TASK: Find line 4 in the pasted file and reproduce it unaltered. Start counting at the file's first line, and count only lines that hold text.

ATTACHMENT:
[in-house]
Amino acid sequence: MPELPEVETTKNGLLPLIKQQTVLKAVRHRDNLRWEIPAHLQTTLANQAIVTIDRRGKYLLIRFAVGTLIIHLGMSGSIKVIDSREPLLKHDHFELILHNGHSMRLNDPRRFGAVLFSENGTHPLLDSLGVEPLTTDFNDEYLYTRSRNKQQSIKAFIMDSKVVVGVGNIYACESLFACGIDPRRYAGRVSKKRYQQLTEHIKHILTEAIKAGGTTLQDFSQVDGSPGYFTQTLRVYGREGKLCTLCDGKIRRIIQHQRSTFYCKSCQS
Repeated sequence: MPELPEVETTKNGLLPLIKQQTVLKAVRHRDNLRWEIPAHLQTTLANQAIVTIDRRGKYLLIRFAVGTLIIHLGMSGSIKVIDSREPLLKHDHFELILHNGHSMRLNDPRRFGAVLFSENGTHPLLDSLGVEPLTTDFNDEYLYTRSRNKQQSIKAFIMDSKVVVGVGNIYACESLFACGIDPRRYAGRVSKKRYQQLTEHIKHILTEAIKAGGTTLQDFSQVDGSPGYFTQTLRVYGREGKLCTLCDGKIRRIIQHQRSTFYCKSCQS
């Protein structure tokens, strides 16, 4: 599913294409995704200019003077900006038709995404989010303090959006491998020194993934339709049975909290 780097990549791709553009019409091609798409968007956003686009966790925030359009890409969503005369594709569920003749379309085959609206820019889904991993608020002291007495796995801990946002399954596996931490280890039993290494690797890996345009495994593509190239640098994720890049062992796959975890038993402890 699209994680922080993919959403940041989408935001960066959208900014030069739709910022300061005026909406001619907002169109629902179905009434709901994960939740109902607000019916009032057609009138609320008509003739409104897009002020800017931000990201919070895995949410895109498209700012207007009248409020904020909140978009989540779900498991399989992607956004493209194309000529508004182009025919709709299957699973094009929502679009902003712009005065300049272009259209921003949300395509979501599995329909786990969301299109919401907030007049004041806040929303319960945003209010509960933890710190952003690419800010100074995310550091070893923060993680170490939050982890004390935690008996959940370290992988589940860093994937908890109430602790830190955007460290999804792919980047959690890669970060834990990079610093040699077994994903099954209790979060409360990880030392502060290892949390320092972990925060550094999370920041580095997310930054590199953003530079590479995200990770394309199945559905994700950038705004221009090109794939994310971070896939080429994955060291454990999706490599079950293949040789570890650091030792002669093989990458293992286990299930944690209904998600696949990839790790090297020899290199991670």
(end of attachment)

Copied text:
């Protein structure tokens, strides 16, 4: 599913294409995704200019003077900006038709995404989010303090959006491998020194993934339709049975909290 780097990549791709553009019409091609798409968007956003686009966790925030359009890409969503005369594709569920003749379309085959609206820019889904991993608020002291007495796995801990946002399954596996931490280890039993290494690797890996345009495994593509190239640098994720890049062992796959975890038993402890 699209994680922080993919959403940041989408935001960066959208900014030069739709910022300061005026909406001619907002169109629902179905009434709901994960939740109902607000019916009032057609009138609320008509003739409104897009002020800017931000990201919070895995949410895109498209700012207007009248409020904020909140978009989540779900498991399989992607956004493209194309000529508004182009025919709709299957699973094009929502679009902003712009005065300049272009259209921003949300395509979501599995329909786990969301299109919401907030007049004041806040929303319960945003209010509960933890710190952003690419800010100074995310550091070893923060993680170490939050982890004390935690008996959940370290992988589940860093994937908890109430602790830190955007460290999804792919980047959690890669970060834990990079610093040699077994994903099954209790979060409360990880030392502060290892949390320092972990925060550094999370920041580095997310930054590199953003530079590479995200990770394309199945559905994700950038705004221009090109794939994310971070896939080429994955060291454990999706490599079950293949040789570890650091030792002669093989990458293992286990299930944690209904998600696949990839790790090297020899290199991670």